Bilious vomiting means that a person’s vomit is yellow-green, which is the color of bile. The liver produces bile, a digestive fluid. Bilious vomiting may mean that a person has a blockage somewhere in their gastrointestinal tract. They can also occur when a person vomits on an empty stomach. Also, they often occur in infants born with intestinal obstruction. Parents and caregivers who notice bile-colored vomiting in a baby, especially during the first two days of life, should seek urgent medical attention. Read on to learn more about bilious vomiting, its causes, risk factors, and more.
What is that ?
Bilious vomiting means that a person’s vomit is the color of bile. This is usually green, yellow or a mixture of both. It often has a very bitter taste. In general, bilious vomiting is benign, that is to say harmless. They often occur when a person vomits on an empty stomach. However, in infants they can be a cause for concern. Bilious vomiting in infants may be a sign of a malformation of the gastrointestinal tract.
Causes of bilious vomiting
Bilious vomiting usually occurs when something prevents bile from passing through the digestive tract normally. This usually signals some type of obstruction. One of the most common causes in newborns and young children is duodenal atresia, a condition in which the small intestine does not develop properly. Infants are born with this condition.
It causes vomiting, often bilious, during the first day or two of life. This usually happens after the first feed.
Other factors can cause bilious vomiting in children and adults. These include the following factors:
– vomiting on an empty stomach
– a gallstone in the common bile duct
– other congenital obstructions, such as a duodenal diaphragm
– intestinal obstruction
– Hirschsprung’s disease, a congenital bowel disorder affecting the ability of the large intestine to move stool
– pregnancy, in particular hyperemesis gravidarum, which can cause intense vomiting likely to endanger pregnancy and the pregnant person.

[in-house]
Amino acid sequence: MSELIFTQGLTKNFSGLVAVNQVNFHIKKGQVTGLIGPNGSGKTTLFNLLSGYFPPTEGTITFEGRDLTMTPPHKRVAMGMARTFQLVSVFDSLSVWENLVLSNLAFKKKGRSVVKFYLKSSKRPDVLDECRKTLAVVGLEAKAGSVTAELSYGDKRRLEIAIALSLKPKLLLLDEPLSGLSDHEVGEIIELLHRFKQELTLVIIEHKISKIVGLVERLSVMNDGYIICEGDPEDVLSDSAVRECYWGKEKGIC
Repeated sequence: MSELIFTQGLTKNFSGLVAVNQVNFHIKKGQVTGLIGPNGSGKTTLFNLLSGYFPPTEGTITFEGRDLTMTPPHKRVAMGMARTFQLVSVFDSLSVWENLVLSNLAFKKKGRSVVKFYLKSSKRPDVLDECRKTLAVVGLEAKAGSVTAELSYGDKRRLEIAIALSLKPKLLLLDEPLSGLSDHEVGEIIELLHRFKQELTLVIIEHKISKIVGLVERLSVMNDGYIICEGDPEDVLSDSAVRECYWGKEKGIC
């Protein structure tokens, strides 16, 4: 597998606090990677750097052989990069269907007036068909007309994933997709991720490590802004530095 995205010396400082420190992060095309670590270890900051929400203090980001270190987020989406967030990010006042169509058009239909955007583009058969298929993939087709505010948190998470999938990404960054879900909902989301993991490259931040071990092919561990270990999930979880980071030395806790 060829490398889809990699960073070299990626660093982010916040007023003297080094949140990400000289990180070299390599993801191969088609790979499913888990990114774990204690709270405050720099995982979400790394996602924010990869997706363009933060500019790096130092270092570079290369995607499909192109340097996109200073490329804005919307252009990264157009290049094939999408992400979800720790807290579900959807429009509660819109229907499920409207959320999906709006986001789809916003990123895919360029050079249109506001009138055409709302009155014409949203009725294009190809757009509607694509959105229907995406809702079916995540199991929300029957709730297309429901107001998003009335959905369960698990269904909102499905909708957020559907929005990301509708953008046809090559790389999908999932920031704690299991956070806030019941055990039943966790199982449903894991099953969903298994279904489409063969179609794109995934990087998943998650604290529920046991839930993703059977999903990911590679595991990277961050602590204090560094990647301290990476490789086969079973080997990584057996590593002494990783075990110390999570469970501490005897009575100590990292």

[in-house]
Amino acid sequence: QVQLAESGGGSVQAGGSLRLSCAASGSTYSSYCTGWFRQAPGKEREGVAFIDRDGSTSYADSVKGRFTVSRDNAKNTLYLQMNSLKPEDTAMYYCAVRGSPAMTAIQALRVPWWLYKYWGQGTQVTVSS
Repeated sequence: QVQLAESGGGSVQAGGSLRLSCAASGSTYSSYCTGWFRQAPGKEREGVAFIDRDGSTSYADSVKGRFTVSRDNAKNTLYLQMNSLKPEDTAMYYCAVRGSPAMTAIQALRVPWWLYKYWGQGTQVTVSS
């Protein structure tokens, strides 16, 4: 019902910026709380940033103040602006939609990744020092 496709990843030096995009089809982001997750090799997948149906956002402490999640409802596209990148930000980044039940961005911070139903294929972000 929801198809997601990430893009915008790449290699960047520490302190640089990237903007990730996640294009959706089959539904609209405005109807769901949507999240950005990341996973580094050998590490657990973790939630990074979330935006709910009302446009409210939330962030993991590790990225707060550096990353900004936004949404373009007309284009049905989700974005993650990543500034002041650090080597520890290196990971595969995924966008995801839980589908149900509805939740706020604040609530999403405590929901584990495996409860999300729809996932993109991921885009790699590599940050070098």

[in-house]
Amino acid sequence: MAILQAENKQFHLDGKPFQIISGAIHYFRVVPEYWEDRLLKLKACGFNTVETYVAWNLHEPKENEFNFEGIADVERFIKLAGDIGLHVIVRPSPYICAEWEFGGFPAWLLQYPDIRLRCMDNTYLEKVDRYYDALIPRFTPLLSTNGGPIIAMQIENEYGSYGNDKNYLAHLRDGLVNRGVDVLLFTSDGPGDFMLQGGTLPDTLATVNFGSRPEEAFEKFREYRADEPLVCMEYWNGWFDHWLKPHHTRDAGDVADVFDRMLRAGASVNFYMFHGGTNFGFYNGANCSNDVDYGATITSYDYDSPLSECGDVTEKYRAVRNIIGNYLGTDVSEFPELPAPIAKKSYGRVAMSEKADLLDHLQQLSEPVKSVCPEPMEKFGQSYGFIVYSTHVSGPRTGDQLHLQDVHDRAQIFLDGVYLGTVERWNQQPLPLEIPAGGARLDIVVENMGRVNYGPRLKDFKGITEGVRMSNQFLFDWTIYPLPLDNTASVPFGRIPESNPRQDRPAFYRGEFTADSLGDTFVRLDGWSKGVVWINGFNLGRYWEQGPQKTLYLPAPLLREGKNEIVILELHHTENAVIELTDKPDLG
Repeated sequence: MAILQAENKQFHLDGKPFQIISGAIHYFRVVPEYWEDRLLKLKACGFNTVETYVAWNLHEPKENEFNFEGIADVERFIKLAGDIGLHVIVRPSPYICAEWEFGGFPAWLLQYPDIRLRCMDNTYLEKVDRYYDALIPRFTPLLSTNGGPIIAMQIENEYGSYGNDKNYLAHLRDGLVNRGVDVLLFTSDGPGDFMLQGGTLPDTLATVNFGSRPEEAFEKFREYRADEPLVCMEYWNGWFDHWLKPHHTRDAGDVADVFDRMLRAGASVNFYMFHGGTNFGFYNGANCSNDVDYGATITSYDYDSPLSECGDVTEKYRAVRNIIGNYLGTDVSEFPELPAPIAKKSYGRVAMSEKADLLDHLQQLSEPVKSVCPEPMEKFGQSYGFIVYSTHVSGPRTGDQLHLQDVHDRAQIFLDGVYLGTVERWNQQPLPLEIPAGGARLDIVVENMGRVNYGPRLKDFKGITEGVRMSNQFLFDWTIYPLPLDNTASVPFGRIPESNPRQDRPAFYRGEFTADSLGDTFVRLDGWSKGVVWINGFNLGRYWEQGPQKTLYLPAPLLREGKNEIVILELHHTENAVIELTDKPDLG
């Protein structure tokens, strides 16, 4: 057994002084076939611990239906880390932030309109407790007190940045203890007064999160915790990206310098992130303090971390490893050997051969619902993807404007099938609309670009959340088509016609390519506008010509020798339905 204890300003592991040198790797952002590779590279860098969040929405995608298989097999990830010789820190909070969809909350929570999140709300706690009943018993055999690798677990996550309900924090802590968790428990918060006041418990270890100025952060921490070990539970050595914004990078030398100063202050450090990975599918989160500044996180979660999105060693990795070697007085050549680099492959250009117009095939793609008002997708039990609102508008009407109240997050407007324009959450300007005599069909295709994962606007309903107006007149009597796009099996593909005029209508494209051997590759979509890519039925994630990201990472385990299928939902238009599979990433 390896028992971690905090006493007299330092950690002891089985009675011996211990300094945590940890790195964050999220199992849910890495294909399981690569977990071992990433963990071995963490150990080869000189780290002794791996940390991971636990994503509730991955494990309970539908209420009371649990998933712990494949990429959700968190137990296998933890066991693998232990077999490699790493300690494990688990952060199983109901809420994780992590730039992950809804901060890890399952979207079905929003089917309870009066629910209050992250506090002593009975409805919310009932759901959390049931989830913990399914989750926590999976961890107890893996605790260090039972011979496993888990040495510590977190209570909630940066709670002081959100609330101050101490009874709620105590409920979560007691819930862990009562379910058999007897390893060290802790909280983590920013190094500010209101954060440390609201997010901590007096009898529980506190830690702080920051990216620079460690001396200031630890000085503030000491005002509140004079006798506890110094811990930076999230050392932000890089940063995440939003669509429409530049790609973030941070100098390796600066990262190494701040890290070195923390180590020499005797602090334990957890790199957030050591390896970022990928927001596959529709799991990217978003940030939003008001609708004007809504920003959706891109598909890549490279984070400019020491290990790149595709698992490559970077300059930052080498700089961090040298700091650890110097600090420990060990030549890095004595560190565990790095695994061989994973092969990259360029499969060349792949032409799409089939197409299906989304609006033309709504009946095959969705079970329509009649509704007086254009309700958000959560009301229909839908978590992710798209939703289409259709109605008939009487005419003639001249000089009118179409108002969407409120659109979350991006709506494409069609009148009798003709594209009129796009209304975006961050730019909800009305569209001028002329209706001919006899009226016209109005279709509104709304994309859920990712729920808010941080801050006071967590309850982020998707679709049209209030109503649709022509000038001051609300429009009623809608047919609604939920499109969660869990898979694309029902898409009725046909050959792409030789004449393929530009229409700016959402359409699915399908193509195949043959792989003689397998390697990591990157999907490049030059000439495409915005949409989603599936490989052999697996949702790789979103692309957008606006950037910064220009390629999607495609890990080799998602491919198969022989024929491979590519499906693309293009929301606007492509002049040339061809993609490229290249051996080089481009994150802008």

Anyone can vomit bile. Circumstances that increase the risk are:
– the pregnancy
– be a newborn or infant
– recent illness causing intense vomiting
– liver or gallbladder disease
– Presence of other congenital anomalies from the reliable source, such as Down syndrome.
Bilious and non-bilious vomiting
Vomiting is relatively common and most people suffer from it at one time or another. Most vomiting is non-bilious, which means the vomit is not the color of bile.
The causes of non-bilious vomiting are:
– the pregnancy
– infections, such as food poisoning
– exposure to drugs or toxins
Non-bilious vomit is usually neither green nor yellow. However, non-bilious vomiting may look like bilious vomiting. A person’s vomit can be different colors depending on the food they eat, how often they vomit, how much water they drink, and other factors.
In an infant or newborn, doctors usually assume that bilious vomiting is caused by an obstruction somewhere in the intestinal tract. For this reason, they will likely treat bilious vomiting as an emergency. They will order imaging tests which may include an X-ray, or contrast imaging, which involves injecting a dye into the body and then performing a CT scan.
In adults, doctors will assess the general context in which bilious vomiting occurs. He can :
– ask about a recent illness or ask for a pregnancy test
– ask if the person vomited on an empty stomach
– perform an examination to check for other symptoms, such as upper abdominal tenderness
– ask for tests to look for gallstones or an obstruction.
Treatment depends on the likely cause of a person’s vomiting. When there is no obvious cause, the doctor may recommend waiting to see if the person’s condition improves. However, in infants, the condition will be treated urgently. If doctors determine the cause is a blockage, such as duodenal atresia, surgery can treat the condition. Without surgery, the baby may be unable to absorb nutrients, so the doctor may recommend surgery right away.
Here are other possible treatments:
– anti-nausea drugs to stop vomiting
– treatment of an underlying infection
– surgery to remove an obstruction
– removal of the gallbladder if a person has gallstones
– administration of intravenous (IV) fluids to prevent dehydration.
The outlook depends on the cause of the bilious vomiting. In most cases, the outlook is good with proper treatment. Many people may not need any treatment. For example, a person may vomit bile if they are pregnant and have morning sickness on an empty stomach or if they vomit on an empty stomach during a stomach virus.
However, there is a risk of dehydration in case of severe vomiting. A condition called hyperemesis gravidarum, which is a severe type of morning sickness, can cause this. In this case, the person may need anti-nausea medication or intravenous fluids.
Bilious vomiting can be concerning, especially if the person does not know the reason for the vomiting. However, they can be treated, and in adults they may go away on their own. Parents and caregivers should treat bilious vomiting in newborns and very young babies as a medical emergency requiring immediate care, especially if the vomiting occurs after the baby’s first meal. A doctor can determine the cause of the vomiting and treat it accordingly.
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